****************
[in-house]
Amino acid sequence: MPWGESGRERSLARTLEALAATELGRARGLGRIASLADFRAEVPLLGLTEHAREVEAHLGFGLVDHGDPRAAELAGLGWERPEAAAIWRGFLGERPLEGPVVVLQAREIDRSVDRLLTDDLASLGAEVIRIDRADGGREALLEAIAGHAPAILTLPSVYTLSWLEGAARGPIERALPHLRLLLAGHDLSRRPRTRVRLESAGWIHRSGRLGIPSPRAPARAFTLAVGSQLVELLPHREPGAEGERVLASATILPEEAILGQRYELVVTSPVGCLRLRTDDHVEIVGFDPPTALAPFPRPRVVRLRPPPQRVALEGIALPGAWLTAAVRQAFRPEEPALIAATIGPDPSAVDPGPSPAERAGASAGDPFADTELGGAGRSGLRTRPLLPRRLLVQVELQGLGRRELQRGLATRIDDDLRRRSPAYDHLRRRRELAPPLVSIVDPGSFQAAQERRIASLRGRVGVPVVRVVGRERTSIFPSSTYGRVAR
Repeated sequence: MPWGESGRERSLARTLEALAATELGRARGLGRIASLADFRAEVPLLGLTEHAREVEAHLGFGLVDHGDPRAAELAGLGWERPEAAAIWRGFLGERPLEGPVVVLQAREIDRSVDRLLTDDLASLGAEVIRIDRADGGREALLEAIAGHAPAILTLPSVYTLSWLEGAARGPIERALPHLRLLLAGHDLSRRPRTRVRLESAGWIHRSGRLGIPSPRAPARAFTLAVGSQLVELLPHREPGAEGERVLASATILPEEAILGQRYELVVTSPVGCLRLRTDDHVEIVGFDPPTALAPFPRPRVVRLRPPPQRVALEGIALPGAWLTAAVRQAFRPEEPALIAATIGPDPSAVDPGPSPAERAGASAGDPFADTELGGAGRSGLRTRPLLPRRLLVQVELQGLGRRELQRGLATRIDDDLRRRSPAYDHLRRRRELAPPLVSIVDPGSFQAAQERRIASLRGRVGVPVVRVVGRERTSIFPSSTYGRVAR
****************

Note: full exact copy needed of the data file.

[in-house]
Amino acid sequence: MPWGESGRERSLARTLEALAATELGRARGLGRIASLADFRAEVPLLGLTEHAREVEAHLGFGLVDHGDPRAAELAGLGWERPEAAAIWRGFLGERPLEGPVVVLQAREIDRSVDRLLTDDLASLGAEVIRIDRADGGREALLEAIAGHAPAILTLPSVYTLSWLEGAARGPIERALPHLRLLLAGHDLSRRPRTRVRLESAGWIHRSGRLGIPSPRAPARAFTLAVGSQLVELLPHREPGAEGERVLASATILPEEAILGQRYELVVTSPVGCLRLRTDDHVEIVGFDPPTALAPFPRPRVVRLRPPPQRVALEGIALPGAWLTAAVRQAFRPEEPALIAATIGPDPSAVDPGPSPAERAGASAGDPFADTELGGAGRSGLRTRPLLPRRLLVQVELQGLGRRELQRGLATRIDDDLRRRSPAYDHLRRRRELAPPLVSIVDPGSFQAAQERRIASLRGRVGVPVVRVVGRERTSIFPSSTYGRVAR
Repeated sequence: MPWGESGRERSLARTLEALAATELGRARGLGRIASLADFRAEVPLLGLTEHAREVEAHLGFGLVDHGDPRAAELAGLGWERPEAAAIWRGFLGERPLEGPVVVLQAREIDRSVDRLLTDDLASLGAEVIRIDRADGGREALLEAIAGHAPAILTLPSVYTLSWLEGAARGPIERALPHLRLLLAGHDLSRRPRTRVRLESAGWIHRSGRLGIPSPRAPARAFTLAVGSQLVELLPHREPGAEGERVLASATILPEEAILGQRYELVVTSPVGCLRLRTDDHVEIVGFDPPTALAPFPRPRVVRLRPPPQRVALEGIALPGAWLTAAVRQAFRPEEPALIAATIGPDPSAVDPGPSPAERAGASAGDPFADTELGGAGRSGLRTRPLLPRRLLVQVELQGLGRRELQRGLATRIDDDLRRRSPAYDHLRRRRELAPPLVSIVDPGSFQAAQERRIASLRGRVGVPVVRVVGRERTSIFPSSTYGRVAR